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Review: Lenovo Moto G4 Play

Hardware Software Wrap-Up Comments  2  

Lock Screen

The G4 Play carries over the useful Moto Display tool that's available on most Motorola phones. It's a great lock screen that Motorola's competitors copied in earnest just this year.

Notifications and other lock screen behaviors are managed from the Moto App. Moto Display can wake the screen regularly with a list of the current notifications, or show important notifications on the lock screen as they arrive, or leave the screen entirely dark. It's up to you. Double tap the screen any time to see the time and notifications in list form.

The G4 Play doesn't have some of the fancy screen-waking gesture features from Motorola's flagship phones (wave or speak to wake), but it doesn't need them. The tap-to-wake and on-again/off-again nature of notifications provide plenty of opportunity to see what's up. Sadly the G4 Play loses the twist-to-launch-camera gesture.

If you press the screen lock button, the display wakes fully to show the clock, wallpaper, and notifications listed below the clock. There are shortcuts to Google voice search and the camera available on this screen.

As far as security goes, the G4 Play supports the trusty PIN, pattern, and password options. (As noted earlier, there's no fingerprint reader.)

Lock Screen  

Home Screens

The G4 Play ships with Android 6 Marshmallow and that's pretty much it (no overbearing user interface skin). I appreciate that. G4 Play owners can customize the typical stuff, such as wallpapers, widgets, and so on.

The home screen behaves as expected for a Marshmallow phone. Similarly, the app drawer, notification shade, and settings screens are all stock, and work accordingly. The app drawer casually plops four "suggested apps" at the top. I find these to be helpful from time to time.

The G4 Play ships with the Google Now launcher, but it's not active by default. You have to agree to turn it on (via the Google Search app). The Google Now launcher creates a new home screen panel with alerts and notifications about stuff relevant to you. It's one of my favorite tools from Google.

As for performance, the G4 Play uses a 1.2 GHz Snapdragon 410 processor with 2 GB of RAM. This combination is barely adequate. As noted earlier, Google Maps struggles big time, as do the camera and Play Store apps. Apps take forever to download and install, even over WiFi. I saw some sluggish behavior on the home screens, too, such as transitions and app opening times. The G4 Play isn't awful, but it is noticeably slow.

Home Screens  


The G4 Play relies on the same camera app found in the G4, G4 Plus, and even the pricier Moto Z handsets, but the experience isn't quite the same.

The phone does not have a dedicated physical camera button, and it loses the twist-to-open gesture. That's a bummer. Thank goodness you can open the camera with a double-press of the screen lock button. But unfortunately, this feature is off by default; you have to dive into the settings to turn it on.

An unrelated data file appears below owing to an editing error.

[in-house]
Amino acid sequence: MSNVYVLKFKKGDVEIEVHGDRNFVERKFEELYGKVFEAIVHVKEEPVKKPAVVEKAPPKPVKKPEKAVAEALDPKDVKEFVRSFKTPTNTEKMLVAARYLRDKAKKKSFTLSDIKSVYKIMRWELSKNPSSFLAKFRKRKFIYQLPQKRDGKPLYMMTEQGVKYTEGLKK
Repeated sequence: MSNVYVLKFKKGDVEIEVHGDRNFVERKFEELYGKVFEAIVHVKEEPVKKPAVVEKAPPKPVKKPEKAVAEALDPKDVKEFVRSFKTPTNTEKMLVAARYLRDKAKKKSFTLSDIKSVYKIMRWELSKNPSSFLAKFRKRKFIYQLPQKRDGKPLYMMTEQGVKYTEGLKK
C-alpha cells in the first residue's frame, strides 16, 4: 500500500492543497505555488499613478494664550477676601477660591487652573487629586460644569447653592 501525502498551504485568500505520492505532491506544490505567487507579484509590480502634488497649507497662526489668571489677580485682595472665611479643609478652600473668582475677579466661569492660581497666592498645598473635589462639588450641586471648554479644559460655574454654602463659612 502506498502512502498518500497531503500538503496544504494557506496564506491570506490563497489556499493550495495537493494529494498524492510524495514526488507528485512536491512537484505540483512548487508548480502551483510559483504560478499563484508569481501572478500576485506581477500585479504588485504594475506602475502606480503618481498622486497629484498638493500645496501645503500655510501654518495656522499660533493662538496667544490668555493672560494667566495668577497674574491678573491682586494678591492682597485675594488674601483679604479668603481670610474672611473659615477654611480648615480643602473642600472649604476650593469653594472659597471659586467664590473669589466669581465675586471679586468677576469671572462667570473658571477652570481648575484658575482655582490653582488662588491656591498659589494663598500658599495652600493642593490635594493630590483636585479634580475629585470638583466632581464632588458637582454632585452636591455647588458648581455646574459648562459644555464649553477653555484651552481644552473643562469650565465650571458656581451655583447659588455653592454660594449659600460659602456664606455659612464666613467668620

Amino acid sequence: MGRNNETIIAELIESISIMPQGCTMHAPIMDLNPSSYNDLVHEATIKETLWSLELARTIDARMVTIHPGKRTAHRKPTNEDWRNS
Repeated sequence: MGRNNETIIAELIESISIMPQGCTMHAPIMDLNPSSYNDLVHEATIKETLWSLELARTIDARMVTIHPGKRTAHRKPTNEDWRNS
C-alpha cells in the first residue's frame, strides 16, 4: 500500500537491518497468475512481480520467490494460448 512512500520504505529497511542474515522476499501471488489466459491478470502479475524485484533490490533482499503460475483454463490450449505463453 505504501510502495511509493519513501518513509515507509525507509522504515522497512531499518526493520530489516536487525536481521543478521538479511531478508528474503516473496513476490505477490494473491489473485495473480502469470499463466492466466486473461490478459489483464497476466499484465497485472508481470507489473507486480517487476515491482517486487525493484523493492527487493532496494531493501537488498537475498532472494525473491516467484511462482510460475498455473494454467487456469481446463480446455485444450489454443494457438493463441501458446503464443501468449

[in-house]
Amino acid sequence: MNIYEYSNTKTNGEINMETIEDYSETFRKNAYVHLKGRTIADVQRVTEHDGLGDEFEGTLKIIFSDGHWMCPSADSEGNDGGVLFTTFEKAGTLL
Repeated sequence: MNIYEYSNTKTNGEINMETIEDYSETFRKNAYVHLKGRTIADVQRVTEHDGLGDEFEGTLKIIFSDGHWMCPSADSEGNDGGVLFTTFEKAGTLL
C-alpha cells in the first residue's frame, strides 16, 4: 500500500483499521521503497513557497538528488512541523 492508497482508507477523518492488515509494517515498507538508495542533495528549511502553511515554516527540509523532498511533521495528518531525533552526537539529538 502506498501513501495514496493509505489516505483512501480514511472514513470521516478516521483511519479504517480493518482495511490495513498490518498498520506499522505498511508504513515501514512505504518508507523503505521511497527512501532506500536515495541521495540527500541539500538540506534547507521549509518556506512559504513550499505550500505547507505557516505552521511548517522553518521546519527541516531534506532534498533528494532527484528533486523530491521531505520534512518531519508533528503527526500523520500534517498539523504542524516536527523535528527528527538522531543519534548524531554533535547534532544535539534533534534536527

The camera interface is spartan and keeps things simple. There are three controls on the left side of the screen (timer, flash, HDR) and three on the right (mode, shutter, front camera). I like that the flash and HDR toggles include an “auto” option.

As for shooting modes, the G4 Play offers photo, video, and, panorama. That's it. You can't have a smaller, less thrilling selection of camera features than this.

The default is always photo mode. Slide your finger up or down to zoom, tap to set focus and exposure. Press the shutter button to take standard pictures, or press-and-hold to capture a burst. Burst performance is pretty slow. Swipe from the left side of the screen to access the settings.

The settings tools are minimal. You can adjust shutter sound, GPS tagging, resolution, and storage location for photos.

The layout makes sense and it's a simple camera to use. My biggest complaint is speed. It simply takes too long to focus and capture pictures. Moreover, I miss features such as slow-motion and timelapse.



The G4 Play's camera captures 6-megapixel photos by default. You have to switch from 16:9 aspect ratio to 4:3 in order to get the full 8 megapixels it's capable of. The phone takes much better pictures than I was expecting.

Focus is generally sharp. I rarely saw a soft shot when shooting in bright light. Like most phones, you'll see less-sharp focus in low-light. Exposure was mostly good. The G4 Play managed to keep direct sunlight in control, even when shooting white surfaces (see the wall behind my green bush.) White balance is typically okay, though it sometimes skewed a little yellow. Basically, it does a good job for this class of phone.

The selfie camera snags 5-megapixel images and does a solid job. It delivers results equivalent to the main camera, which is to say focus is good, and exposure/white balance are mostly fine. You can use the beautification tool in selfie mode to remove or obscure skin blemishes, but your mileage will vary. You'll see a lot of grain when using the selfie cam at night, and there is no user-facing flash to help.

The phone shoots up to 1080p HD video and it does well. I was happy with the footage I captured with this phone. White balance is more consistently good when compared to still pictures, and focus/exposure are spot on.

The G4 Play is certainly good enough for everyday photography, but I wouldn't use it for important stuff.



Since the G4 Play is sold online directly to consumers, it is only preloaded with apps from Google and Motorola itself. There is no bloatware from carriers. The phone is limited to just 16 GB of internal storage, of which you have access to about 9 GB. That's not a whole lot, so I'd plan to supplement it with a memory card.


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